This dark tale of supernatural possession from director Manuel Carballo combines classic horror with riveting family drama. Fifteen-year-old Emma (Sophie Vavasseur, Resident Evil: Apocalypse) is going through the growing pains of teen life, believing her parents don't understand her and longing for the independence that's still a few years away. When Emma falls prey to a series of seizures that leave doctors and psychologists baffled, her parents summon a priest (Doug Bradley) to help the girl. But what lurks inside Emma is far more dangerous than they could have ever imagined. Exorcismus mounts to a pitch of horror from which you won't be able to turn away.
Also known as “The Possession of Emma Evans,” Exorcismus suffers from being being another one of the dozens and dozens of films to trod the same ground that The Exorcist carved out and defined. This film's approach to separating itself from the pack is to focus on the suburban banality of the nuclear family and constantly-moving, intrusive camerawork. That's not enough to distance it from the tropes of the pubescent girl thrashing in seizures, speaking in ominous voices, and generally expressing full Regan-itis.
The most disturbing part for many Exorcist audiences are the medical sequences, which are disposed of here in the opening credits, right down to the spinal tap. Since we can't separate it from the rest of the pack, let's look at what Exorcismus does right or wrong on it's own terms.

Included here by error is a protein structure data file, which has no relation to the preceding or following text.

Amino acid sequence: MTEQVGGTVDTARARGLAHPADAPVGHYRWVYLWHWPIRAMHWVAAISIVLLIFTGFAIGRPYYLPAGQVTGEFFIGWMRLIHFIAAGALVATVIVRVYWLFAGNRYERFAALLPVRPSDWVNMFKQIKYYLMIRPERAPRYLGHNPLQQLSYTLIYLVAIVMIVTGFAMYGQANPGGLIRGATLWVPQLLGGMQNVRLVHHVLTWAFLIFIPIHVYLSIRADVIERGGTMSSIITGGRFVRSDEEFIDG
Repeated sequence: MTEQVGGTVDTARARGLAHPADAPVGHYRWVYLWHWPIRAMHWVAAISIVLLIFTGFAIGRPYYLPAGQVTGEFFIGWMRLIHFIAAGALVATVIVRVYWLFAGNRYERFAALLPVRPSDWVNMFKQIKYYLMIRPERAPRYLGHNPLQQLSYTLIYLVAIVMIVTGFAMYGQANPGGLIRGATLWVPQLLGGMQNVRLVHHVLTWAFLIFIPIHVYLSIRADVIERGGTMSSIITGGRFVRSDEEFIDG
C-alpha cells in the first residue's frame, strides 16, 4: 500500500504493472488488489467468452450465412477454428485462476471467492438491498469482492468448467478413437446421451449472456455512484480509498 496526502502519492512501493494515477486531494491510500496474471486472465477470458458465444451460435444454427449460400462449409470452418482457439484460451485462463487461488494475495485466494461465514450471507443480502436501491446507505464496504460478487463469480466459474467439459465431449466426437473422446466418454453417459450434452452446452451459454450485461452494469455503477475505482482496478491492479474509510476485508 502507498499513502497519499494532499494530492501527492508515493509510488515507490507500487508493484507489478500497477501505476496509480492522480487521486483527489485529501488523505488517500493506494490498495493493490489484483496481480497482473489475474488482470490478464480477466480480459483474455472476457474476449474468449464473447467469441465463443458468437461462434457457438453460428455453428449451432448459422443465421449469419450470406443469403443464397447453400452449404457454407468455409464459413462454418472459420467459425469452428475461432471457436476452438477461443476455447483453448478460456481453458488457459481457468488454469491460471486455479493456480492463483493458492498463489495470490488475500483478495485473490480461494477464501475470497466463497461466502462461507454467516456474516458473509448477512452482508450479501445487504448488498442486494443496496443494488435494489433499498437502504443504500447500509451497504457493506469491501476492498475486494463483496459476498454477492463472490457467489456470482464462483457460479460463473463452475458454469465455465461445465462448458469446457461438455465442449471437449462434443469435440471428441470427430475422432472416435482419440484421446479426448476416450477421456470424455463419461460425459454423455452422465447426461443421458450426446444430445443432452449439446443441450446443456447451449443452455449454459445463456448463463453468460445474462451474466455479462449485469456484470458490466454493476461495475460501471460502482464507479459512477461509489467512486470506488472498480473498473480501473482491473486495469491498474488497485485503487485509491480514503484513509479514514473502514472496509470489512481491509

Emma Evans' awkward adolescence gets only moreso when she's stricken with unexplainable seizures and behavior issues- at least those beyond simple petulance. Before long, she's acting out under hypnosis (well, not exactly so much as the doctor drops dead), hallucinating cockroaches, and levitating. Coupled with her tendency to try and kill family members, has her turning to Uncle Chris, a priest suspended for his involvement in a teenager's fatal exorcism. Before long, he's got Emma strapped to a chair and all but spewing pea soup.
Showy practical effects and subtle CGI keep things more dread-filled than dreadful, but can't distract us from jumping ahead in our “Exorcism Movie 101” textbooks. Those effects are also more subtle than some of the performances. (The father may as well have wandered in from The Room in a couple scenes.) In a supporting part as as Father Chris' superior is Doug Bradley, wearing his history as Pinhead in Hellraiser as if in some cross-genre exchange program.
There's a death which moves things way out of the comfort zone, followed by a few twists in the last third that make this story it's own, but the devil is only in those details. After all, it's the mundane world and some petty choices destroying this family and their friends, not a big, red demon. Exploring character motivations and family tragedy sadly doesn't stand up to the flashy storytelling and showy possession bits.
Exorcismus is presented in Anamorphic Widescreen with English 5.1 Dolby Digital Audio and subtitles in Spanish and English SDH. Along with the trailers for this and other IFC releases, a 17 minute making-of featurette is included.
There's comfort in the familiar symbols of religion, and there's comfort in genre film. Exorcismus brings both together in a possessed teenage girl and her fairly normal nuclear family. A mix of showy devil possession and the genuine horrors of everyday tragedies, there's nothing new here. However, it's a well-crafted watch with some strong moments in the last third.